Don't be fooled. Inside this thin coating of sweetness is a fiery core of total insanity.

Monday, July 25, 2011

Handmade Perfecto Funkadelic Fling

We spent Day Three of Fling at the West Seattle Farmer's Market, then on to two wonderful gardens in West Seattle, an area known for small lots and old houses. In fact, it is Seattle's oldest neighborhood. The original landing point for the Denny Party, the explorers who founded Seattle, is here, on Alki Beach (where Tom Hanks and his son had a picnic in Sleepless in Seattle). The founders who made camp there eventually moved on to the site where downtown Seattle sits today.

Today's private gardens were small, intimate and personal -- truly a reflection of their owners' tastes and sensibilities. The first garden we visited was that of our own intrepid leader, Lorene Edwards Forkner, who greeted us when we arrived like Evita blessing the poor masses.

Don't cry for me-e, Seattle....

Lorene spent a large part of this past year working hard on a new book for Timber Press --  Handmade Garden Projects: Step-by-Step Instructions for Creative Garden Features, Containers, Lighting & More. Most of the projects depicted in the book were built and photographed last summer in her  garden and many of them are in the photographs I took today. Her projects feature the reuse and repurposing of items that often get thrown out. The book should be available on November 15, 2011.




Mosaic ball sitting on a bed of stones and wine corks

Hmmmm....I think Life's a Fling!

Stone-filled gabion topped with a pot of succulents

Recognize the mattress springs?

Wine bottle border edging

Terrarium made of what looks like an old light fixture

What? You want to see some flowers? Oh, alright....

Rusty shovel heads used as ornaments

Mattress spring trellis

Stacked broken concrete border edging

What? That gorgeous poppy wasn't enough? Fine. Here's a cool Clemmie.



Semi-circle of rusty wire fencing holds up a hardy Geranium

Free-form concrete grot

Water feature - wonderful trickley sound





Firepit and gabion seating
Yew and rose intertwined


The piece de resistance -- an old travel trailer often used as the centerpiece of any garden party
 
Travel trailer interior



I don't know what it is....but I want one!

The second garden on today's tour was that of Kate Farley, a Seattle landscape designer. It was a magical combination of opulent flowers, cool shade and repurposed materials. Like Sleeping Beauty's castle, the house is surrounded by an impenetrable thicket of English laurel, which provides cool shade to the front garden.

There's a house in there somewhere

Although despised by many in the PNW for its overuse and invasive nature, an English laurel hedge has been put to good use here.



An opening into the front shade garden has been pruned into the hedge

Leaf-strewn path

A dead tree remains to provide a structural element above

And texture below at eye level

A wall created of brick, stone and construction rubble hosts plants in its crevices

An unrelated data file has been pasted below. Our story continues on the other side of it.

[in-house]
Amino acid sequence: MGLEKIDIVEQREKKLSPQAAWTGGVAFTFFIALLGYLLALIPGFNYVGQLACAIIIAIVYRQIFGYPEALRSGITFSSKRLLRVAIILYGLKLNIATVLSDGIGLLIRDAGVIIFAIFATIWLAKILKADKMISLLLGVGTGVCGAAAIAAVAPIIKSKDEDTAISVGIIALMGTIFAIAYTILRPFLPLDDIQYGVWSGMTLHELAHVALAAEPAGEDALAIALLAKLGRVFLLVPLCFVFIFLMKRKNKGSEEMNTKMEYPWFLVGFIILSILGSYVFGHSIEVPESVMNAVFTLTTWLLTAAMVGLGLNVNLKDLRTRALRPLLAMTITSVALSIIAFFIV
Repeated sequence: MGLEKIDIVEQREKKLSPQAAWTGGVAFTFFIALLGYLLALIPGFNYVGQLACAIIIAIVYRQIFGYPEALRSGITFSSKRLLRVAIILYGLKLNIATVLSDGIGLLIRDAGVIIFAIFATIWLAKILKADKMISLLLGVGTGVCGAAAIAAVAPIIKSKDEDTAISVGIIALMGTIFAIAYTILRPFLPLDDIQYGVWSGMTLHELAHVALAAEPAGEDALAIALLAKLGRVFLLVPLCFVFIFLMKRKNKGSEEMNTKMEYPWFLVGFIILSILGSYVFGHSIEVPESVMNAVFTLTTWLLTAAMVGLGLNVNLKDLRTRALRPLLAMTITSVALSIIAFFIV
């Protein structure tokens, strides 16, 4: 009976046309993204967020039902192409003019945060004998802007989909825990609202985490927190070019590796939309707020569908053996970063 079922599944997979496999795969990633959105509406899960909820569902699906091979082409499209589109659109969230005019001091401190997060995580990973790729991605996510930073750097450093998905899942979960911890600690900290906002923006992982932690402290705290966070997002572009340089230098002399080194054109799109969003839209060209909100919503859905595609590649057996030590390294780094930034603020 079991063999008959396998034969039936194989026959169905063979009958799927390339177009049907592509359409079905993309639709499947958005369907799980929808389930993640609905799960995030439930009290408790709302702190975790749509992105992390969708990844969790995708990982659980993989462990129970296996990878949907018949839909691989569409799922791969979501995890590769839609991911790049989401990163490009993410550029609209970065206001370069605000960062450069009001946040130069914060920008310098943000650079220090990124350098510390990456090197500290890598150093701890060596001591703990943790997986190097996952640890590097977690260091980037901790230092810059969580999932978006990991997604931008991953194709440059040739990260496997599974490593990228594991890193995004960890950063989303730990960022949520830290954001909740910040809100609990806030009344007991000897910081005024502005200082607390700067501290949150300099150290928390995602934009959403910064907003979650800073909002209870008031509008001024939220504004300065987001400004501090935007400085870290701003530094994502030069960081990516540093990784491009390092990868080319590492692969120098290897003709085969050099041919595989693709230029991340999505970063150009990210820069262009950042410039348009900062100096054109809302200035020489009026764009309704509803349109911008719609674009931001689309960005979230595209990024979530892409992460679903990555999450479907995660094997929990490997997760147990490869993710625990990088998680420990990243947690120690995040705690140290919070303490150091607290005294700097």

You emerge from the shade along the side of the house into a riot of color

A sea of Alstromeria









As in Lorene's garden, here repurposed materials are used to good effect.

An old blue rake holds back a variegated dogwood

An empty rusty metal frame sits atop a concrete culvert pipe

An old concrete basket holds pine cones and a saxifrage

The garden shed has a chimney made of mixed materials

Inside the shed, an old wood stove sits

An old shawl or tablecloth covers the window



Drawers too big to be pushed back in hold a variety of materials

9 comments:

  1. Another marvellous post, Alison. Your photography and commentary meld perfectly and once again, I feel as though I have really been on the tour with you. These is a wealth of novel ideas in both of these lovely gardens. Thank you for sharing them so intimately. What was the Farmer's Market like? Any photos to show us?

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  2. Dear Alison, Thank you so much for your the way you captured my garden... p.s. the deep wine colored flower you want is Pelargonium sidoides - a winner!

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  3. What beautiful gardens and wonderful shares Thank you <|;-)

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  4. Wow! Two more great gardens. I love seeing all the little touches that make these garden have their own character. Lots of great ideas.

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  5. Great photos of 2 cool gardens, Alison! Almost as good as being there in person!

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  6. You all have been to some fabulous gardens. Love the burst of color!

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  7. Great post and great pictures, Alison! I loved both gardens, too, and I didn't get to see inside Lorene's trailer, so thanks for that glimpse. It was great to meet you here in Seattle.

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  8. I'm glad I have a chance to see the gardens which I missed! Thank you Alison! I put you in my post under 'Bonney'; I'll fix it now! he-he...

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  9. Great job capturing the spirit of those gardens. They were great!

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Gardening is a solitary activity. But blogging about it is a social phenomenon! I don't make money from my blog by advertising, or use it to drive customers to a business. If you liked my post, or my writing or photography, or even just one picture or turn of phrase, I'd love to hear from you. That's how I get paid.